Characterization of co-circulating swine influenza A viruses in North America and the identification of a novel H1 genetic clade with antigenic significance.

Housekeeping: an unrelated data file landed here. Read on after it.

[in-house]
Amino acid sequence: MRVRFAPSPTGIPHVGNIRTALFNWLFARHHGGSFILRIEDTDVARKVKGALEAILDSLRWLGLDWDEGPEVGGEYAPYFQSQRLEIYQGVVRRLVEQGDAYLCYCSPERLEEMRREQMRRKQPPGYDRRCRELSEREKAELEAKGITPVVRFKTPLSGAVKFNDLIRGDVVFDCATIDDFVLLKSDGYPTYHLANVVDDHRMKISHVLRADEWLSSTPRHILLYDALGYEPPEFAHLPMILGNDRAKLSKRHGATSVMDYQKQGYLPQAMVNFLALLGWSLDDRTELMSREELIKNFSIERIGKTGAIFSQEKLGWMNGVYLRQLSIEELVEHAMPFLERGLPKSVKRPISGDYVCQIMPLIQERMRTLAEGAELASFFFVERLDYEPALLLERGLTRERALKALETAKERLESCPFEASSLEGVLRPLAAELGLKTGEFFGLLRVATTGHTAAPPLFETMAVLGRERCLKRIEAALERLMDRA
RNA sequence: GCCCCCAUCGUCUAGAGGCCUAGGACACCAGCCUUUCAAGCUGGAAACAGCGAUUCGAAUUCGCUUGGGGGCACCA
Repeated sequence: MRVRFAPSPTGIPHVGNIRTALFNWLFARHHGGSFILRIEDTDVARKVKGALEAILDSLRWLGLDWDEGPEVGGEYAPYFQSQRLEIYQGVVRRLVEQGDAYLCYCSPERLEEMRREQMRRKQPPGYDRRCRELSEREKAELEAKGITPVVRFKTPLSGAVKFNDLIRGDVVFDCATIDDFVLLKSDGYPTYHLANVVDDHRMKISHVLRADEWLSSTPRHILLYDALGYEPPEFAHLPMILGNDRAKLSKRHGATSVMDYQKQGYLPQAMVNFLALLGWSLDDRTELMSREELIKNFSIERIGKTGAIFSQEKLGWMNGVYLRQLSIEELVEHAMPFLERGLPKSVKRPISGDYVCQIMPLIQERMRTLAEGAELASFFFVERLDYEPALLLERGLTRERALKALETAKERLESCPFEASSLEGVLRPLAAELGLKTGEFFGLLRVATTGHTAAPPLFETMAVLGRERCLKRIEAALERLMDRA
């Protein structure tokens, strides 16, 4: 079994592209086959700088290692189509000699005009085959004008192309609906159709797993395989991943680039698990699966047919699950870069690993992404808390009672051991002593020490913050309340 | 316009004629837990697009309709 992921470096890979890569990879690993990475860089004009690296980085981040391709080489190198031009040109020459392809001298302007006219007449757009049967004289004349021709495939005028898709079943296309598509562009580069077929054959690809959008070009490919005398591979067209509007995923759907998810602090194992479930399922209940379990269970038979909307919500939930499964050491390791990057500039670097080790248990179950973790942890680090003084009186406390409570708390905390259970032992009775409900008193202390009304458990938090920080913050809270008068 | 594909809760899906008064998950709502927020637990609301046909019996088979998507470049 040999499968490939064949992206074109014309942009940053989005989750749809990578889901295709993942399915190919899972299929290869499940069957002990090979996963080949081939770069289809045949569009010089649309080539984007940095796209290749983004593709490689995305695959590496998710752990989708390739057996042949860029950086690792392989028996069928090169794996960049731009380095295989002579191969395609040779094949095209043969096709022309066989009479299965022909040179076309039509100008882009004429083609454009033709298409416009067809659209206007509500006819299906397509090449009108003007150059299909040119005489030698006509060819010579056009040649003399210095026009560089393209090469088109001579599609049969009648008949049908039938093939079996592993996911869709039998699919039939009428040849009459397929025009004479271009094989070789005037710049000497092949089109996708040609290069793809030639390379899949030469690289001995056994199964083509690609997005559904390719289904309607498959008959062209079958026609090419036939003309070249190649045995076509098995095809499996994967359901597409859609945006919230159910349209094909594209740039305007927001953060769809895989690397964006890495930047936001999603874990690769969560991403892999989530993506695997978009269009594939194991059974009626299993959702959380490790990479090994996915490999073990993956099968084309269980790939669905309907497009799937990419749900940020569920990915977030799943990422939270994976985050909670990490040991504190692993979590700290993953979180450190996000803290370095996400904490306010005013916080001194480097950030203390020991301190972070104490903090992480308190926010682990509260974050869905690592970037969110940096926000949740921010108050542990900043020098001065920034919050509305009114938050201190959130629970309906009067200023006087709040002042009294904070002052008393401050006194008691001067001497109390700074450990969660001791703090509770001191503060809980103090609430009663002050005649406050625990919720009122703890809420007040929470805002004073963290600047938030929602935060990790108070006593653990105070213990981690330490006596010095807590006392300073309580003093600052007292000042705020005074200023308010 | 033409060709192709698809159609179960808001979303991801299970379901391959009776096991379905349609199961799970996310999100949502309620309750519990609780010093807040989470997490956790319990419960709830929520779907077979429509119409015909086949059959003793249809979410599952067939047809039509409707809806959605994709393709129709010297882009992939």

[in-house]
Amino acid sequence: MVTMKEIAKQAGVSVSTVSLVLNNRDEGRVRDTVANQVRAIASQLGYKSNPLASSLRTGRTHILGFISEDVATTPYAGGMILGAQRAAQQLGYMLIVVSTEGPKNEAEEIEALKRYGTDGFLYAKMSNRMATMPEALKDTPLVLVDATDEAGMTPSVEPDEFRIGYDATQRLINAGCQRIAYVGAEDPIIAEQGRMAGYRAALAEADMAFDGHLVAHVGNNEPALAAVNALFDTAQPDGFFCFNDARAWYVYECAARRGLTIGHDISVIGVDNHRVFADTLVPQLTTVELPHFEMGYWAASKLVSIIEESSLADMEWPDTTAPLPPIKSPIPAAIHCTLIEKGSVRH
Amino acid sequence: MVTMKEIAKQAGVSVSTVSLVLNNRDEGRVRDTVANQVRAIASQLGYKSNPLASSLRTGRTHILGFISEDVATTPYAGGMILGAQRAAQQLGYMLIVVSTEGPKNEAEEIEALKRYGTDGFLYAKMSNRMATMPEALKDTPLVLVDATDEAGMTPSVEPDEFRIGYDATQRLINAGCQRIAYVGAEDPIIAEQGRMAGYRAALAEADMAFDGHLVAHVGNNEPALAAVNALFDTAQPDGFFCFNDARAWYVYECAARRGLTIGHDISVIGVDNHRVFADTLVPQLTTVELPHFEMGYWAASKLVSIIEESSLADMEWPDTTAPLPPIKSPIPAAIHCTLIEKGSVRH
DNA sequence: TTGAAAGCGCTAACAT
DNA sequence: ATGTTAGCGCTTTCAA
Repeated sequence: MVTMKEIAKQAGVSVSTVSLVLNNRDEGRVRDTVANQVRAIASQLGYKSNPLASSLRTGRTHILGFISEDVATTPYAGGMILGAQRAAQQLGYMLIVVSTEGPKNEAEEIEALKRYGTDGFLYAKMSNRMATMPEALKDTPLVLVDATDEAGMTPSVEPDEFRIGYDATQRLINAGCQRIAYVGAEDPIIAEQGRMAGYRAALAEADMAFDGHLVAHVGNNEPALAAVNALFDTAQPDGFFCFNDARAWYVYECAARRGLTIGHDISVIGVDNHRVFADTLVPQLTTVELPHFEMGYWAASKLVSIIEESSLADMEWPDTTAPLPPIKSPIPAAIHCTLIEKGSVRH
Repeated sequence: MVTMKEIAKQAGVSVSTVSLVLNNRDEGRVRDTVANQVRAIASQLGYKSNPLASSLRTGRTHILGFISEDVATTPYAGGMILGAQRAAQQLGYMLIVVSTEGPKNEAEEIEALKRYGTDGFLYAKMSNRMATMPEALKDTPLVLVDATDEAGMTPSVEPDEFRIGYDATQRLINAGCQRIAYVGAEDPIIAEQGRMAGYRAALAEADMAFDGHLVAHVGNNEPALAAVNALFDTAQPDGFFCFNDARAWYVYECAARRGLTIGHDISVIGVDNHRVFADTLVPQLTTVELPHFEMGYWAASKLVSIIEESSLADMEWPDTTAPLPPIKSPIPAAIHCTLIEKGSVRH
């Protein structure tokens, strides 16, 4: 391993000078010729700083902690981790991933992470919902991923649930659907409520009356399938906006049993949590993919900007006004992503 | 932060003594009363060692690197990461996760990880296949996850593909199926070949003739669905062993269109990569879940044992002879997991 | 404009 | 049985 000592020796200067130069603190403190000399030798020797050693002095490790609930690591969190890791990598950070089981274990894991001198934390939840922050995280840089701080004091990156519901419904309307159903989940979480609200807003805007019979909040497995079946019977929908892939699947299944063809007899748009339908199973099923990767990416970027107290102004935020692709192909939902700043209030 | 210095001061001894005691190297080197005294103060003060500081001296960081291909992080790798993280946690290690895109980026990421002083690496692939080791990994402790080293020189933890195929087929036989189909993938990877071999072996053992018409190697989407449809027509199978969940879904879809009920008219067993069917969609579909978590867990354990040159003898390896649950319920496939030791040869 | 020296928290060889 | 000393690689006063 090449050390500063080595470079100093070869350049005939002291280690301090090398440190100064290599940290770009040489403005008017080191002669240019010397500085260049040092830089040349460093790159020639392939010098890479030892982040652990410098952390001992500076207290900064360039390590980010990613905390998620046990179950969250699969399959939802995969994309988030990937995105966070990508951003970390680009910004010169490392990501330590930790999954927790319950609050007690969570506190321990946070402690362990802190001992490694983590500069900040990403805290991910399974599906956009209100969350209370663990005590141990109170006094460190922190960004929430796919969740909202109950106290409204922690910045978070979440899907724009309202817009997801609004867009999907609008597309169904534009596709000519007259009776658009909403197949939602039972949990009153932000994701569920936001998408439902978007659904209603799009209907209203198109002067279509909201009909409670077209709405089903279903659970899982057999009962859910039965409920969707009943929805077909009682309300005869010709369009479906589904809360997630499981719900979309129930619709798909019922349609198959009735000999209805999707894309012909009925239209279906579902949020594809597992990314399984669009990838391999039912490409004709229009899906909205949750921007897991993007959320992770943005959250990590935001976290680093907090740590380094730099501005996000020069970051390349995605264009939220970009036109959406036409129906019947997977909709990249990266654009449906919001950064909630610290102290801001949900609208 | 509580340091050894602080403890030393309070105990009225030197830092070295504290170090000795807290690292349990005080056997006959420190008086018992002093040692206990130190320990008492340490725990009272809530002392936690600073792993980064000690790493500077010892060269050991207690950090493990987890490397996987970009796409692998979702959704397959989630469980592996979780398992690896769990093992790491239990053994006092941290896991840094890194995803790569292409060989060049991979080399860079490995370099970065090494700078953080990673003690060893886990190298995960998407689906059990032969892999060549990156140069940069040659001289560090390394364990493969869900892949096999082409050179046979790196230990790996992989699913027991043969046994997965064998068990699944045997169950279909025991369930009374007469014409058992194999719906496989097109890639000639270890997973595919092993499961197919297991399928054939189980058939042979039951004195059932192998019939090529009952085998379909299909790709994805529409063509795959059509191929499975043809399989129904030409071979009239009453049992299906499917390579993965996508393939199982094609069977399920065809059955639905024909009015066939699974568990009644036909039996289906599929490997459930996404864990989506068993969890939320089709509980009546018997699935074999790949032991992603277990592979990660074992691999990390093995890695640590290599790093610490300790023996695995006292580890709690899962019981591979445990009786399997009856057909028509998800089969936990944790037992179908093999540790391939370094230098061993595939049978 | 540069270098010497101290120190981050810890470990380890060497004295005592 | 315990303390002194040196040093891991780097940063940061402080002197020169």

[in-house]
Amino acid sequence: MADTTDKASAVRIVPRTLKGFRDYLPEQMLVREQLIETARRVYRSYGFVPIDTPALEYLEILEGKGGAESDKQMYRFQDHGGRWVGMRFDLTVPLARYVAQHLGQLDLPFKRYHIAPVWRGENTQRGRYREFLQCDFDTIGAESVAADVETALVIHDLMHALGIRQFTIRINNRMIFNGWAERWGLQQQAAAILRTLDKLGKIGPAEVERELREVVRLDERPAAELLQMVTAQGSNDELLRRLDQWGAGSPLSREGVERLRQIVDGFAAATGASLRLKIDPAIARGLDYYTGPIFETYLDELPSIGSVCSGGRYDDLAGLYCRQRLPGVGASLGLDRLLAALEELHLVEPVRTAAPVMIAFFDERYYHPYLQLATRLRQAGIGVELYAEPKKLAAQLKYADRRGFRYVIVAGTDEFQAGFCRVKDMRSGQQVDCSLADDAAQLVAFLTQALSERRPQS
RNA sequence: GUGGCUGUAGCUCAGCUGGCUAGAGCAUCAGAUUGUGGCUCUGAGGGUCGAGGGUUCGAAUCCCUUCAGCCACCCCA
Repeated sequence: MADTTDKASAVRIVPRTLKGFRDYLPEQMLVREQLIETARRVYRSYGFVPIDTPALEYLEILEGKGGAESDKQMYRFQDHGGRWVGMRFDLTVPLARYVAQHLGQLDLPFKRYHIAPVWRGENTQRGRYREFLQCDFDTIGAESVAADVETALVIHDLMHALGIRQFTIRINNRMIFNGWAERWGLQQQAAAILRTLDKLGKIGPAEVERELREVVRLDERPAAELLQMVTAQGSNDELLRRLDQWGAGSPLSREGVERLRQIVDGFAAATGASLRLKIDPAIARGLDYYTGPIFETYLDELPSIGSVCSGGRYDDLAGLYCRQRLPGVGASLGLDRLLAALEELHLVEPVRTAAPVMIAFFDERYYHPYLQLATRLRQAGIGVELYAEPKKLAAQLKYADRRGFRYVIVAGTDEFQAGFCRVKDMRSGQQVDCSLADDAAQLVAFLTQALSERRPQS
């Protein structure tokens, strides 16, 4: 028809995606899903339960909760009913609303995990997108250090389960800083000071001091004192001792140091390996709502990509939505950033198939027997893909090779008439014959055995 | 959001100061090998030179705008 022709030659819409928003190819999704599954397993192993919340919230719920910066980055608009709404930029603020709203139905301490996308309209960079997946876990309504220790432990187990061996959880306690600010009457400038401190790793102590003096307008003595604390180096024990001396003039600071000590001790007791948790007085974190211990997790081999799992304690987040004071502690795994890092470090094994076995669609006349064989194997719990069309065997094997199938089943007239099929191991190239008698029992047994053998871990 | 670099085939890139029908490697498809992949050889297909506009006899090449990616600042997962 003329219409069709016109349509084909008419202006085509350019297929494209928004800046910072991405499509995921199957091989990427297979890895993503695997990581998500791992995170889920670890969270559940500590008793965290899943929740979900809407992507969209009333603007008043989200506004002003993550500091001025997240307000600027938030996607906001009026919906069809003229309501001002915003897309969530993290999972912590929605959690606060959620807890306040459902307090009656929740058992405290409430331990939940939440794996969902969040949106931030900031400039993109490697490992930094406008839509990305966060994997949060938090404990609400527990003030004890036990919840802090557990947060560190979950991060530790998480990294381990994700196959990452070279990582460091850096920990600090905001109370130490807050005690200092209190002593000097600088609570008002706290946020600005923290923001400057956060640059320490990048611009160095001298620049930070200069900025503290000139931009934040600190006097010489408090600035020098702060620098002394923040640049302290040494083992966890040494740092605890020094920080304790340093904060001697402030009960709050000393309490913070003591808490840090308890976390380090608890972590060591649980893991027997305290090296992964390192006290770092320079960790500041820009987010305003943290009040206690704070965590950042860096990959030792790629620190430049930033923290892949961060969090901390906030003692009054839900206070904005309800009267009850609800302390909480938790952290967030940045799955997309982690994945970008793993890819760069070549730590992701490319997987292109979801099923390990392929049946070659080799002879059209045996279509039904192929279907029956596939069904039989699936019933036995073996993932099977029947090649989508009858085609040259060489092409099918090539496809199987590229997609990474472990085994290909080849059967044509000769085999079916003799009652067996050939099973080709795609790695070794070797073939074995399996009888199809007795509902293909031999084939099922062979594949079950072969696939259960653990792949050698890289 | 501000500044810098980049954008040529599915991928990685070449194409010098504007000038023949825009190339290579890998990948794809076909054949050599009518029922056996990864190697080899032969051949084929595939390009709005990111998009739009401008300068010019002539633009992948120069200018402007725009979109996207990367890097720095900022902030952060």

Prior to the introduction of the 2009 pandemic H1N1 virus from humans into pigs, four phylogenetic clusters (α-, β-, γ- and δ) of the haemagglutinin (HA) gene from H1 influenza viruses could be found in US swine. Information regarding the antigenic relatedness of the H1 viruses was lacking due to the dynamic and variable nature of swine lineage H1. We characterized 12 H1 isolates from 2008 by using 454 genome-sequencing technology and phylogenetic analysis of all eight gene segments and by serological cross-reactivity in the haemagglutination inhibition (HI) assay. Genetic diversity was demonstrated in all gene segments, but most notably in the HA gene. The gene segments from the 2009 pandemic H1N1 formed clusters separate from North American swine lineage viruses, suggesting progenitors of the pandemic virus were not present in US pigs immediately prior to 2009. Serological cross-reactivity paired with antigenic cartography demonstrated that the viruses in the different phylogenetic clusters are also antigenically divergent.